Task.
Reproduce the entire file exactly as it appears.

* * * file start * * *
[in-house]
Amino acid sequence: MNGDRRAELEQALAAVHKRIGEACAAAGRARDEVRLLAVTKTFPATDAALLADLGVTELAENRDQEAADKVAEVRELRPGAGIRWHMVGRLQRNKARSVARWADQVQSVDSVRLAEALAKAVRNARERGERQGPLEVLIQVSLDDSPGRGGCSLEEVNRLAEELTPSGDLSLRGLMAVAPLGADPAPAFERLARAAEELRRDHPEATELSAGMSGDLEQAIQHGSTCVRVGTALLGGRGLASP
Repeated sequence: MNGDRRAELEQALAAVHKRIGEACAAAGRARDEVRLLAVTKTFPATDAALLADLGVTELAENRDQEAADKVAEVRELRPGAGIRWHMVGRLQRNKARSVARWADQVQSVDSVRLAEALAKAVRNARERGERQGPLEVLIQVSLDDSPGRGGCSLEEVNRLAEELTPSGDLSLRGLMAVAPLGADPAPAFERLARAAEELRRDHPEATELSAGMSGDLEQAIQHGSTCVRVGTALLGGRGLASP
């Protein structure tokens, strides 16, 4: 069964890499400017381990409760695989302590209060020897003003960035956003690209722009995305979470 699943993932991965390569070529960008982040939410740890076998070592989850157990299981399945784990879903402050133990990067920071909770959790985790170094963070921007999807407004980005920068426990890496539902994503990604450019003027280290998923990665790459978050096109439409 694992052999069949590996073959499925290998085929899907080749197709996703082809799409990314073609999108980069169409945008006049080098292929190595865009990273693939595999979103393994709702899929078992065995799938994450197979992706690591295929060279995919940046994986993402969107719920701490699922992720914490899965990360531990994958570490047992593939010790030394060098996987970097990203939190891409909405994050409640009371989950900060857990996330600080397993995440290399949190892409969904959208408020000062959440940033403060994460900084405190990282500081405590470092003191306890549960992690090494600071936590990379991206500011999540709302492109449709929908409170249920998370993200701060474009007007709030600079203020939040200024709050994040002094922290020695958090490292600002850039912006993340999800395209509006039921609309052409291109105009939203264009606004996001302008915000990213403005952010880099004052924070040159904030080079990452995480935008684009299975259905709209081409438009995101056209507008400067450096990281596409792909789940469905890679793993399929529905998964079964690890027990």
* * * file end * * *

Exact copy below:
[in-house]
Amino acid sequence: MNGDRRAELEQALAAVHKRIGEACAAAGRARDEVRLLAVTKTFPATDAALLADLGVTELAENRDQEAADKVAEVRELRPGAGIRWHMVGRLQRNKARSVARWADQVQSVDSVRLAEALAKAVRNARERGERQGPLEVLIQVSLDDSPGRGGCSLEEVNRLAEELTPSGDLSLRGLMAVAPLGADPAPAFERLARAAEELRRDHPEATELSAGMSGDLEQAIQHGSTCVRVGTALLGGRGLASP
Repeated sequence: MNGDRRAELEQALAAVHKRIGEACAAAGRARDEVRLLAVTKTFPATDAALLADLGVTELAENRDQEAADKVAEVRELRPGAGIRWHMVGRLQRNKARSVARWADQVQSVDSVRLAEALAKAVRNARERGERQGPLEVLIQVSLDDSPGRGGCSLEEVNRLAEELTPSGDLSLRGLMAVAPLGADPAPAFERLARAAEELRRDHPEATELSAGMSGDLEQAIQHGSTCVRVGTALLGGRGLASP
């Protein structure tokens, strides 16, 4: 069964890499400017381990409760695989302590209060020897003003960035956003690209722009995305979470 699943993932991965390569070529960008982040939410740890076998070592989850157990299981399945784990879903402050133990990067920071909770959790985790170094963070921007999807407004980005920068426990890496539902994503990604450019003027280290998923990665790459978050096109439409 694992052999069949590996073959499925290998085929899907080749197709996703082809799409990314073609999108980069169409945008006049080098292929190595865009990273693939595999979103393994709702899929078992065995799938994450197979992706690591295929060279995919940046994986993402969107719920701490699922992720914490899965990360531990994958570490047992593939010790030394060098996987970097990203939190891409909405994050409640009371989950900060857990996330600080397993995440290399949190892409969904959208408020000062959440940033403060994460900084405190990282500081405590470092003191306890549960992690090494600071936590990379991206500011999540709302492109449709929908409170249920998370993200701060474009007007709030600079203020939040200024709050994040002094922290020695958090490292600002850039912006993340999800395209509006039921609309052409291109105009939203264009606004996001302008915000990213403005952010880099004052924070040159904030080079990452995480935008684009299975259905709209081409438009995101056209507008400067450096990281596409792909789940469905890679793993399929529905998964079964690890027990």